Drivers of organisational purpose
Whether the organisation values shareholders over stakeholders, or vice versa, will be evident in its purpose. Organisational purpose is discerned by economic and non-economic determinants.
An economic purpose aims to fulfil the wealth-creation objective of shareholders. This requires reliable intelligence on competitors, the company’s cost structure, consumer preferences and possession of appropriate resources to seize market opportunities.
The consequence of a wholly economic purpose is that managers’ fixation on profit-maximisation may encourage unethical behaviour to the detriment of other stakeholders. For example, when organisations tighten their belt to increase profits available to shareholders, they may cut back on customer service personnel, employee training and quality suppliers in favour of cheaper and often inferior ones.
On the other hand, a non-economic purpose aims to realise the social and community needs of stakeholders as communicated in the mission, vision and values statement. Most organisations have formal and advertised statements, while others have an unwritten ethos that guides their behaviour and activities.
The vision of the organisation is its ideal state, where it wants to be in the future. The mission is the activities it seeks to undertake to achieve that ideal state, and values are the philosophy that guide daily operations. Over time, the vision, mission and values give rise to the personality or culture of the organisation. Let’s summarise:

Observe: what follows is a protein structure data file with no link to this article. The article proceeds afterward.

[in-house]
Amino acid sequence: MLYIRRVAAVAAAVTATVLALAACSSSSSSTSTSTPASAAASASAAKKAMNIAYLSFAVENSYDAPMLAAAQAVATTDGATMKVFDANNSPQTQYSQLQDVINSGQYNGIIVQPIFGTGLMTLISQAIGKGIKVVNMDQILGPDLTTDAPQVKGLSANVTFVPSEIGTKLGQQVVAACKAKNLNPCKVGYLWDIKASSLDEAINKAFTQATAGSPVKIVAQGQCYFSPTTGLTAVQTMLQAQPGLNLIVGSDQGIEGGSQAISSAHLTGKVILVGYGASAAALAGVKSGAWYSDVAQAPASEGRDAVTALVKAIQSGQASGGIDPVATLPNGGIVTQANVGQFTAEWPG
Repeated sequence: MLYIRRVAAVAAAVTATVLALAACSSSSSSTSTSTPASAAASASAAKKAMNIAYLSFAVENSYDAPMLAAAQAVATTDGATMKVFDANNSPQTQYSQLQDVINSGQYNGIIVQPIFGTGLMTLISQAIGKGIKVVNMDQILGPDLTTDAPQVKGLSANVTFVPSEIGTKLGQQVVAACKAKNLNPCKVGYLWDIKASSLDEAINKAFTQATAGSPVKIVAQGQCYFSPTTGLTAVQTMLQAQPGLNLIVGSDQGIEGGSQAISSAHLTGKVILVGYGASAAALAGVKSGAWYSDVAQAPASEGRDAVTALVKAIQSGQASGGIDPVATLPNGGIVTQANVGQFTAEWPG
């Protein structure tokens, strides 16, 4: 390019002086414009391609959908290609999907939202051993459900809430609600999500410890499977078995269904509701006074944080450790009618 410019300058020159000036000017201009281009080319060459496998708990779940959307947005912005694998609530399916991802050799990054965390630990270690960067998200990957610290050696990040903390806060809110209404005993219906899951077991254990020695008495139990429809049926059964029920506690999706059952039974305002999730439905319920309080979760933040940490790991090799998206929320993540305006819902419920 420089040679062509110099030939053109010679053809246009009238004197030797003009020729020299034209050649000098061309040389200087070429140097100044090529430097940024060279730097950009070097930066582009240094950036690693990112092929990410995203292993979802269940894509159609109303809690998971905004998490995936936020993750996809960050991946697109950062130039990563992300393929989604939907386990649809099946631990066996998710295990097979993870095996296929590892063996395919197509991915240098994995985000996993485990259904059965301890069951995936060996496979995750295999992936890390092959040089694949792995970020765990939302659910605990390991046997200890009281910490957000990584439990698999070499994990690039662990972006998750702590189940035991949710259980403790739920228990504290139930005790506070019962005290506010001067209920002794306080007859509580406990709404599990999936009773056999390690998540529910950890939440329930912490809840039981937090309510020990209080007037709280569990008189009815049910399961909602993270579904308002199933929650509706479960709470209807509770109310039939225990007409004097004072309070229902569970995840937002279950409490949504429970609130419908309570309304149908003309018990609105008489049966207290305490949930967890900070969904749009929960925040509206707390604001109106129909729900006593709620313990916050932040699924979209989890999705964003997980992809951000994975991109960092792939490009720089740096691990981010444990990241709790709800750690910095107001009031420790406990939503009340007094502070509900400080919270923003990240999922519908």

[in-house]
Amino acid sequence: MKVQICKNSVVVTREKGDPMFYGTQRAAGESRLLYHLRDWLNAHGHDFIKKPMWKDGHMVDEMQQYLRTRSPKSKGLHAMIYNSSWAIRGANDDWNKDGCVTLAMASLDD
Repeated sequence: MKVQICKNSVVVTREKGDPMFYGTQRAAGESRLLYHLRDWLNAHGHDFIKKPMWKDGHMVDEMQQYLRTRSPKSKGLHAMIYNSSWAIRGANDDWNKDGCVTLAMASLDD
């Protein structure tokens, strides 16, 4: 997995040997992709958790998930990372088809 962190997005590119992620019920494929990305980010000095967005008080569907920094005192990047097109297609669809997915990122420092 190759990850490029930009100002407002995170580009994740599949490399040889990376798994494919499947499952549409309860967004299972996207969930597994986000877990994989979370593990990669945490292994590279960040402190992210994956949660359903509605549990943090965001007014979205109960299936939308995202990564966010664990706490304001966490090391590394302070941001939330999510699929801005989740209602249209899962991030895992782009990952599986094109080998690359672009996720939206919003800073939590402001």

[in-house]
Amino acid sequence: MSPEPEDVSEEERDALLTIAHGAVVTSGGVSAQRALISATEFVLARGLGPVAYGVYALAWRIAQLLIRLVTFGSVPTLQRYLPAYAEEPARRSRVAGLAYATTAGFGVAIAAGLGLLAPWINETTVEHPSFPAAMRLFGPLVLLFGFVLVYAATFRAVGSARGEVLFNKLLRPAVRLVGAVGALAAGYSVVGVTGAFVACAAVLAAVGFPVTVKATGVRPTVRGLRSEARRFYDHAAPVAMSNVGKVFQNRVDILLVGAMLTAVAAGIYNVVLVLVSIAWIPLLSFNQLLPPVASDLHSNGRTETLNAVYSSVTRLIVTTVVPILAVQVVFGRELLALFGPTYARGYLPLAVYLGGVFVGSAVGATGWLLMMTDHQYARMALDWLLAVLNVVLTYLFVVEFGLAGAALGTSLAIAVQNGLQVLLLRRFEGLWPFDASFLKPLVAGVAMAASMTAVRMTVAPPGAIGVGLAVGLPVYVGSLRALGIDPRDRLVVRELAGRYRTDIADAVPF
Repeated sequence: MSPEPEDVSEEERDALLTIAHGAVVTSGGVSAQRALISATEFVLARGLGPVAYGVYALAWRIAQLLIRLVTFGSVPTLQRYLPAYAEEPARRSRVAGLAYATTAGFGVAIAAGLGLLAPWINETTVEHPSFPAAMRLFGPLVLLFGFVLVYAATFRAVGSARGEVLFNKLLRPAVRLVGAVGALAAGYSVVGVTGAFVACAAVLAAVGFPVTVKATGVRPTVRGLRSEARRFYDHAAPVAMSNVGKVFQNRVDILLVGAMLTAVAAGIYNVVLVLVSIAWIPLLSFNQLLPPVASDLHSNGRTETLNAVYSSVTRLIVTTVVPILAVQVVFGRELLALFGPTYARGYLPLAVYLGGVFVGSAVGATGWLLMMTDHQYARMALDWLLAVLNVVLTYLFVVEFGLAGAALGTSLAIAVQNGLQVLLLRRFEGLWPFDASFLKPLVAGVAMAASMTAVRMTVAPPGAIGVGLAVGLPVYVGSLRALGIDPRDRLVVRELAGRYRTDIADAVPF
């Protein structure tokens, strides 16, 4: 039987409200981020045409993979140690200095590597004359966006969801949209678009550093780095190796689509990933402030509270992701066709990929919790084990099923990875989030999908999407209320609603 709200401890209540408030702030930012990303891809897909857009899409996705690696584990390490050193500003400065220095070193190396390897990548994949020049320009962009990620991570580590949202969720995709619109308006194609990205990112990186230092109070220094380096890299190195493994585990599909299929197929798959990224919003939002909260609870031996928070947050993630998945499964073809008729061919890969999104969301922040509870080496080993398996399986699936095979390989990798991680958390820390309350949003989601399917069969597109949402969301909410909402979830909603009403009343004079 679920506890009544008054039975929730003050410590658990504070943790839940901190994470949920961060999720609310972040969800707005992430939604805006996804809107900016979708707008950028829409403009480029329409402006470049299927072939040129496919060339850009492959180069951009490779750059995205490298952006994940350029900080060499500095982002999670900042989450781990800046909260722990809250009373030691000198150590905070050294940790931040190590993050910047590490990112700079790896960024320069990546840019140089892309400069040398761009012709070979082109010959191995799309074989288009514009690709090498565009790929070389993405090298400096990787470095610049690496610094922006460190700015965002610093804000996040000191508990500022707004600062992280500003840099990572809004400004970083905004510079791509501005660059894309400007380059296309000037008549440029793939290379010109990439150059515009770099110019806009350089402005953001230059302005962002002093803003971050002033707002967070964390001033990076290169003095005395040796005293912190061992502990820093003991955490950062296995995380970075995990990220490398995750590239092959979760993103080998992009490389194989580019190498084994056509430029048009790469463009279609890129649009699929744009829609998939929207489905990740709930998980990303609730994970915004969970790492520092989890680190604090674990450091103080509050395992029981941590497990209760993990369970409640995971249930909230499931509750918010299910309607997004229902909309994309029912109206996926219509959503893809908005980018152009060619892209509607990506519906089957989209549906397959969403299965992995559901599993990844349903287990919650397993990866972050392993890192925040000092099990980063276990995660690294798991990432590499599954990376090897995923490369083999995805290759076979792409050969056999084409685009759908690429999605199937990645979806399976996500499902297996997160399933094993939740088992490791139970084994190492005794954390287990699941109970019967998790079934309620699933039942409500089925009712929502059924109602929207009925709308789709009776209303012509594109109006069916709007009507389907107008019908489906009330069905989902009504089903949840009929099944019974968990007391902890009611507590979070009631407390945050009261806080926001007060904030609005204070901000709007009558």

- Vision statement: The ideal state and destiny of the organisation. What do we want to achieve?
- Mission statement: The activities of the organisation. A clarification to stakeholders about what needs to be done, the business they are in and what difference it makes.
- Value statement: The core and enduring principles that guide the organisation’s operations regardless of events and business circumstance.
Contemporary organisations are mostly hybrid and will point to economic and non-economic purpose in their activity. To fully understand their degree of profit or social-maximisation, and who and what they stand for, an analysis of organisational performance and interaction with various stakeholders produces a better picture. It is possible and often the case that organisations are deliberately ambiguous, neither economic nor social in their purpose.
Visit the corporate websites of the world’s most valuable brands in 2019 and extract their vision, mission and value statements. How do these statements compare with your and the public’s perception of these companies? Discuss in the comments area.
The companies are:
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